What are ear infections?
An ear infection is an inflammation of the middle ear, usually caused by bacteria, that occurs when fluid builds up behind the eardrum. Anyone can get an ear infection, but children get them more often than adults. Five out of six children will have at least one ear infection by their third birthday. The scientific name for an ear infection is otitis media (OM).
What increases your risk for ear infections?
Middle ear infections are most common in children and happen when fluid becomes trapped in the middle ear. This can occur during a throat infection, cold, or allergic reaction. Adults who suffer frequent middle ear infections should see an ENT physician.
How can you reduce your risk for ear infections?
- Do not smoke. People exposed to cigarette smoke are more likely to get ear infections. Even the fumes from tobacco smoke on your hair and clothes can cause problems.
- Always practice good hand-hygiene.
- Make sure your child’s immunizations are up to date.
- Breastfeed your baby. Bottle-fed babies have an increased risk for developing ear infections – especially if they drink their bottles laying down as opposed to sitting up.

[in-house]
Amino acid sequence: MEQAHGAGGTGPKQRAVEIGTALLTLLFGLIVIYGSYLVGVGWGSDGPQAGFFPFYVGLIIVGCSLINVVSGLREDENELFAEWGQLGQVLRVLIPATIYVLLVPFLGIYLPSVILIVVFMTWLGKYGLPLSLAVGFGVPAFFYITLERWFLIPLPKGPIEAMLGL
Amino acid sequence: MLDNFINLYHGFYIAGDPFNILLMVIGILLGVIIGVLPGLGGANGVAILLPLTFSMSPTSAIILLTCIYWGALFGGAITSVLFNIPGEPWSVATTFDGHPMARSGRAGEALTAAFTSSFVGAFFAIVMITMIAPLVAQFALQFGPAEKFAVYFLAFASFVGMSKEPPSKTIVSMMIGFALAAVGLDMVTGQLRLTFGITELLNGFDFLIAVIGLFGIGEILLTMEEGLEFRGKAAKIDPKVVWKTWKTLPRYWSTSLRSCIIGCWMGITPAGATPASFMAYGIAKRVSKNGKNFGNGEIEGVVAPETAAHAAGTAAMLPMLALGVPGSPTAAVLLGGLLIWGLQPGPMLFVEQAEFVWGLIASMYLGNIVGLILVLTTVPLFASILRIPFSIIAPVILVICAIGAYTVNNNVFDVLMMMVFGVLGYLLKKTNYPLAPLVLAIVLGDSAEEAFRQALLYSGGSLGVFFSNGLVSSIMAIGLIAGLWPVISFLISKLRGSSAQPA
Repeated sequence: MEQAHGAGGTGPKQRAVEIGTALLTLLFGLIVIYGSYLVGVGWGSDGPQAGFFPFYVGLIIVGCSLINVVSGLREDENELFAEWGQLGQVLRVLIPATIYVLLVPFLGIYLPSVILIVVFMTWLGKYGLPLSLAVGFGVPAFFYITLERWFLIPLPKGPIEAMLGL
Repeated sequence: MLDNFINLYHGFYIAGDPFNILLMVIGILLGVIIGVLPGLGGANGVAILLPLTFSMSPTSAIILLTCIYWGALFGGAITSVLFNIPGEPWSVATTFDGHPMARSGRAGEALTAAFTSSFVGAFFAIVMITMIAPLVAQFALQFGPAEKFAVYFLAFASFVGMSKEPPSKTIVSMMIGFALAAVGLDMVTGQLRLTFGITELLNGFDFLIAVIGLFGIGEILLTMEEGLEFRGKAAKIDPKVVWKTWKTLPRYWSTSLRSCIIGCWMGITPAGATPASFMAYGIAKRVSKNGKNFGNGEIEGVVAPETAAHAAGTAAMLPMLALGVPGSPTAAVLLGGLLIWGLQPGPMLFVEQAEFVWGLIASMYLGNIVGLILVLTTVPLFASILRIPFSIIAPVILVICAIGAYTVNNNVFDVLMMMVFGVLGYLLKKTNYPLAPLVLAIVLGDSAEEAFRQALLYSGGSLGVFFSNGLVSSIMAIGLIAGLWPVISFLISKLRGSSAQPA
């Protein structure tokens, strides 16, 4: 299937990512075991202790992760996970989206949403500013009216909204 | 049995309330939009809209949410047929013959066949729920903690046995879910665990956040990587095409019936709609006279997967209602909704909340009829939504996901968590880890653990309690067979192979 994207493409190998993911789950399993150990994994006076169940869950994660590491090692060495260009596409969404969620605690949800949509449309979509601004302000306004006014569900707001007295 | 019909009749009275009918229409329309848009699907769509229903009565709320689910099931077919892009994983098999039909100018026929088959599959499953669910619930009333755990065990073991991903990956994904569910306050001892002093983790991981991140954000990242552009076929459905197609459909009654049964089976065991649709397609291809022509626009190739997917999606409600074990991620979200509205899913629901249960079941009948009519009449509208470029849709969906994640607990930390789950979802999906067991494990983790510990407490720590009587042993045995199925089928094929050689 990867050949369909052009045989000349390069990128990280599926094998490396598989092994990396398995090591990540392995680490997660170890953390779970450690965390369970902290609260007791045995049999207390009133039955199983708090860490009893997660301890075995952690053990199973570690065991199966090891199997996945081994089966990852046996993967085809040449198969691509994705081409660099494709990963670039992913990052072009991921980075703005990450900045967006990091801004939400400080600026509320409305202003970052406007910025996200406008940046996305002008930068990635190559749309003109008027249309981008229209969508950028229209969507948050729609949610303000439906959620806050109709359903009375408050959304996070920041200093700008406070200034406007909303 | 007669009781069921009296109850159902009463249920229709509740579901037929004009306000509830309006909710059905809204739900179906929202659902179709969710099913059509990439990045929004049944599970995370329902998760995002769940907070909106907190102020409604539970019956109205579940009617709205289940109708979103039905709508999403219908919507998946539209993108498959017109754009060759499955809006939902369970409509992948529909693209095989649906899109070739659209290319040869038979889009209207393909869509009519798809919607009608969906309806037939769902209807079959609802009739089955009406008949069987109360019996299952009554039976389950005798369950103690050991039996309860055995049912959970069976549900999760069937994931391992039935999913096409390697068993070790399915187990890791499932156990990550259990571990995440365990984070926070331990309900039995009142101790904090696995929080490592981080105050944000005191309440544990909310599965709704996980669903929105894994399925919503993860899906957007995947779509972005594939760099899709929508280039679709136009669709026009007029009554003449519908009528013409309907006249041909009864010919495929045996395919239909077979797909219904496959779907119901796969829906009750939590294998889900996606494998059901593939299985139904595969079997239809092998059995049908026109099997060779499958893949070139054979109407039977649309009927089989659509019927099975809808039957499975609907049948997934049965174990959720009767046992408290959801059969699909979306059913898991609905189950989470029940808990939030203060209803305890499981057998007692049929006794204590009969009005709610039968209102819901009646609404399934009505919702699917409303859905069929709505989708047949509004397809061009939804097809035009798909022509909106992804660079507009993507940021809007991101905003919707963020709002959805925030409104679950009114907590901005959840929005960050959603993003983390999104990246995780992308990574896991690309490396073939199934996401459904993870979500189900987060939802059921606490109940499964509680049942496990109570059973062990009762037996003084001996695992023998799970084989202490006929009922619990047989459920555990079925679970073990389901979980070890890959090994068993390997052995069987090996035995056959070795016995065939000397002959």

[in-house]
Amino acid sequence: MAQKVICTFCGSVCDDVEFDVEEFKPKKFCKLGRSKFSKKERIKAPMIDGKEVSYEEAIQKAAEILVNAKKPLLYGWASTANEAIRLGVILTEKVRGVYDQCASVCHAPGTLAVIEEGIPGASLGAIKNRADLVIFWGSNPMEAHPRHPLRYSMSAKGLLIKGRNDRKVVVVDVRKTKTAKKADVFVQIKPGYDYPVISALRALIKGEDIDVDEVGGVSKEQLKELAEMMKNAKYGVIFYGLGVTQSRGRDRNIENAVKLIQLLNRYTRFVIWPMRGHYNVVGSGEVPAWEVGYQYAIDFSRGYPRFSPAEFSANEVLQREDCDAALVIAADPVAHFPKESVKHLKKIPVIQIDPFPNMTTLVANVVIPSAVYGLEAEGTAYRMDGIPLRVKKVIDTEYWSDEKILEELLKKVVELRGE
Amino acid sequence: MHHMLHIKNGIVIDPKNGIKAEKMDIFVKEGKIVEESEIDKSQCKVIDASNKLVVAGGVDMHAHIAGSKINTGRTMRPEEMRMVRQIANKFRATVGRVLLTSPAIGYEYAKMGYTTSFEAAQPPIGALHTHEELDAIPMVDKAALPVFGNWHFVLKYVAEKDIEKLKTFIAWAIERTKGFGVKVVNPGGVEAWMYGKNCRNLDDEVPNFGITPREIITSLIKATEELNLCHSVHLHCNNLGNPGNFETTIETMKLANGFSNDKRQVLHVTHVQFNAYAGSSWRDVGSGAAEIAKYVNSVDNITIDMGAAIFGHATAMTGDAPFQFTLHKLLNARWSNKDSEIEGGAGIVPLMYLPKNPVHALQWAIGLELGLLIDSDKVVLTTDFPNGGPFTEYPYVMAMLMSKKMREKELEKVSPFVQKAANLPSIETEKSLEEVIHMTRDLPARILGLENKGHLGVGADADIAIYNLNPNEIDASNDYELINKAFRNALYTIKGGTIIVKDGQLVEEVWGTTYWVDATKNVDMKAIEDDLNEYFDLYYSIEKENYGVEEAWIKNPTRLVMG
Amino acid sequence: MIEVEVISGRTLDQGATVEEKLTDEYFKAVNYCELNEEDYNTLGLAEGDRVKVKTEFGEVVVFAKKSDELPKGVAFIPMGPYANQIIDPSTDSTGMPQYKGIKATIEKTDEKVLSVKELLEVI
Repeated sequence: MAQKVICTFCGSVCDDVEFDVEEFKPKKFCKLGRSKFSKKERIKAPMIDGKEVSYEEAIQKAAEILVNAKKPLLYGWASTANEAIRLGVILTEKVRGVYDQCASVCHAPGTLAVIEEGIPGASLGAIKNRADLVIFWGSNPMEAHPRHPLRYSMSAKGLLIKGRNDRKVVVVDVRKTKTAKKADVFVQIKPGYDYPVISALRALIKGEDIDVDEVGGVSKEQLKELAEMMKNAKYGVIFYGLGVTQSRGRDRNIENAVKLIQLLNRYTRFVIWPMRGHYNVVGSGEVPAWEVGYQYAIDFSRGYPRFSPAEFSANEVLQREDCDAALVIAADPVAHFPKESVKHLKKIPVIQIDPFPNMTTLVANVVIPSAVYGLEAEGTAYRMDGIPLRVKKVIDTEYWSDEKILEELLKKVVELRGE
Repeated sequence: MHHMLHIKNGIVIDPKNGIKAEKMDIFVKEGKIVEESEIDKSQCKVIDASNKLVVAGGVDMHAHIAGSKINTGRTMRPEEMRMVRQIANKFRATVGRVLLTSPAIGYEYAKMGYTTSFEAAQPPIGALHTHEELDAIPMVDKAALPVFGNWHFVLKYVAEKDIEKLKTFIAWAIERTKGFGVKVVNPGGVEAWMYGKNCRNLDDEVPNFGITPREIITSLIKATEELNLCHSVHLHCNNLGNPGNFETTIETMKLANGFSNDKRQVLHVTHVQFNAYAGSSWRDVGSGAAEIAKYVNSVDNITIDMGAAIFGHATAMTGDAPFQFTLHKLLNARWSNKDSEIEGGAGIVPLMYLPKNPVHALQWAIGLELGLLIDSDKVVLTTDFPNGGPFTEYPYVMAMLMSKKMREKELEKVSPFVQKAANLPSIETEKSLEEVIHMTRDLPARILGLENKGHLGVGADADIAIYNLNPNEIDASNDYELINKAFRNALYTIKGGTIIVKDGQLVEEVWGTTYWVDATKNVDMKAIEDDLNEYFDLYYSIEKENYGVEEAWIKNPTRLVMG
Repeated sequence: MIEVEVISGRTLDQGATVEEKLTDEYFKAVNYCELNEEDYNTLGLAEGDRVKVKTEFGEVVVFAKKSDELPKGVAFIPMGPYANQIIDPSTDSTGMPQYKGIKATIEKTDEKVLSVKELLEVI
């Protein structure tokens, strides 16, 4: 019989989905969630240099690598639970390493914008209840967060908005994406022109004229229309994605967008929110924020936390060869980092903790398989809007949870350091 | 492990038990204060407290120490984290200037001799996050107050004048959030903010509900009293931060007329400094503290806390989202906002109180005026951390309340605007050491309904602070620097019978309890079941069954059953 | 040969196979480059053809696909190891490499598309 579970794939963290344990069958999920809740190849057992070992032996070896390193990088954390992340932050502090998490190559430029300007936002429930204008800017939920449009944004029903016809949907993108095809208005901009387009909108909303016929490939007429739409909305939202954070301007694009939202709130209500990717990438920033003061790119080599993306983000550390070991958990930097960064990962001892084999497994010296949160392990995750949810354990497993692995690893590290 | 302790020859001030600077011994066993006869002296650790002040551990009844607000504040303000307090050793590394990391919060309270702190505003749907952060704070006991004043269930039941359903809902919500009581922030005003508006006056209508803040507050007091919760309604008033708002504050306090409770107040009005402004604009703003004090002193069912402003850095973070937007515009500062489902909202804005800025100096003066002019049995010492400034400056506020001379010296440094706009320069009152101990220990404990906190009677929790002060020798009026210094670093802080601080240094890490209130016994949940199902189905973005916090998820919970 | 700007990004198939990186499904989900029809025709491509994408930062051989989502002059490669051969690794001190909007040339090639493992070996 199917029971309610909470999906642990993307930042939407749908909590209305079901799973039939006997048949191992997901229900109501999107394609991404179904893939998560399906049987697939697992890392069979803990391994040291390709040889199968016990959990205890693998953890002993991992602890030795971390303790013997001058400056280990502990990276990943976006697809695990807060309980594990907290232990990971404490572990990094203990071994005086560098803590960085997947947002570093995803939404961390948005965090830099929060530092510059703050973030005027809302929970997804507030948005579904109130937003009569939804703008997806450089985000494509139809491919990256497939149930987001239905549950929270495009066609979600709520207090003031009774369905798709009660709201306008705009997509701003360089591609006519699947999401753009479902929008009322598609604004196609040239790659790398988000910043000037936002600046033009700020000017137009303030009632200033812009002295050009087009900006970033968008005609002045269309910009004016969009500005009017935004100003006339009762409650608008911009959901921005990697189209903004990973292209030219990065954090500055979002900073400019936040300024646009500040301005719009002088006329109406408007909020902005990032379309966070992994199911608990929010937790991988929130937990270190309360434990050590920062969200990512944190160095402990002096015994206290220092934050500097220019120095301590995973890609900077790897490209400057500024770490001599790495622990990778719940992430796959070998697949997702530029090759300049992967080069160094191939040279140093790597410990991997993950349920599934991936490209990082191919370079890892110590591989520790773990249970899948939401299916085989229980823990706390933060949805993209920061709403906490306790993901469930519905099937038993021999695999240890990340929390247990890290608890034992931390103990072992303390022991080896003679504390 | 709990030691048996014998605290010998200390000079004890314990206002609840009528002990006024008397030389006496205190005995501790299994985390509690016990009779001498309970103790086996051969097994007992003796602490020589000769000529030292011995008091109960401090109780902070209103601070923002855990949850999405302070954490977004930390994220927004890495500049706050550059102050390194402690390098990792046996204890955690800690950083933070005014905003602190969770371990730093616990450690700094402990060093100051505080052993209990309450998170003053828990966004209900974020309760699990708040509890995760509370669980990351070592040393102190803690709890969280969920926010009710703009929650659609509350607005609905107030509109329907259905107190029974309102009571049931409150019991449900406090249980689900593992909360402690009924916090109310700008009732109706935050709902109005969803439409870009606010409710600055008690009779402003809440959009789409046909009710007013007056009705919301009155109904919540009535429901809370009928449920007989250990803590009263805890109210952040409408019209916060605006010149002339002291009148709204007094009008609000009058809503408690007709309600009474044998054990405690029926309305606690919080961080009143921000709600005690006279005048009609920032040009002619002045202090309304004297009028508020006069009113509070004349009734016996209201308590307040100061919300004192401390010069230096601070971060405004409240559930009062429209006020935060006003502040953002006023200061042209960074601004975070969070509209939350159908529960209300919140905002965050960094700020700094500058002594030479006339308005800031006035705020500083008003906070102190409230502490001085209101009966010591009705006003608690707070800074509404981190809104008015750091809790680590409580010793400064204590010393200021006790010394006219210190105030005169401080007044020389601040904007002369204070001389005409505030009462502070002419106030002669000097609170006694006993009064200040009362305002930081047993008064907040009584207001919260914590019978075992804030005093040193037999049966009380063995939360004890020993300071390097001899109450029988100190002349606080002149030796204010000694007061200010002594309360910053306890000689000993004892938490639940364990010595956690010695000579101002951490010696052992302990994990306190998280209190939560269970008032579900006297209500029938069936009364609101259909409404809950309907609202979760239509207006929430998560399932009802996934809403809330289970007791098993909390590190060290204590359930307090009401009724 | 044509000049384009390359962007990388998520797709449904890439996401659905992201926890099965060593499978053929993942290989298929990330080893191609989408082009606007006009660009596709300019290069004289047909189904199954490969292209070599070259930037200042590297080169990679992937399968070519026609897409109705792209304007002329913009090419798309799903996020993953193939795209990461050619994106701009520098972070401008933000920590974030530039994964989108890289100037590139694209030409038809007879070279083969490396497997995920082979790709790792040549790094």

- Try to limit your child’s pacifier use.
- Try to limit the use of group child care.
Diagnosis & Treatment Options
How are ear infections diagnosed?
Ear infections can be quickly diagnosed by your healthcare provider. Your healthcare provider can check for signs of an ear infection during a physical exam or ear exam using a pneumatic otoscope, which pushes air into the ear and allows to see if the eardrum is moving freely.
How are ear infections treated?
Most ear infections get better without treatment, but managing pain from an earache is important. The following treatment can be performed at home:
- Use over-the-counter pain relievers. Pain relievers, such as nonsteroidal anti-inflammatory medicines (Advil, Aleve, and Motrin, for example) and acetaminophen (such as Tylenol), will help ease the pain of an earache.
- Apply heat to the ear, which may help with pain. Use a warm washcloth.
- Rest and recuperate. Resting will help the body fight the infection.
- Use eardrops. Healthcare providers often suggest eardrops for earache pain. Don’t use eardrops without your healthcare provider’s advice, especially if your child has tubes in his or her ears.
If the ear infection has not improved after a few days of home treatment, contact your healthcare provider. More severe cases may require antibiotics to be prescribed.
Preparing for Care
Contact your healthcare provider immediately if you or your child experience any of the following:
- Sudden hearing loss, dizziness or severe pain.
- High fever and stiff neck.
- Pain, redness, or swelling behind or around the ear.
Schedule an appointment with your healthcare provider if you:
- Experience no relief after using home treatment for several hours.
- Earache intensifies after treatment.
- Have a fever of 101F or greater.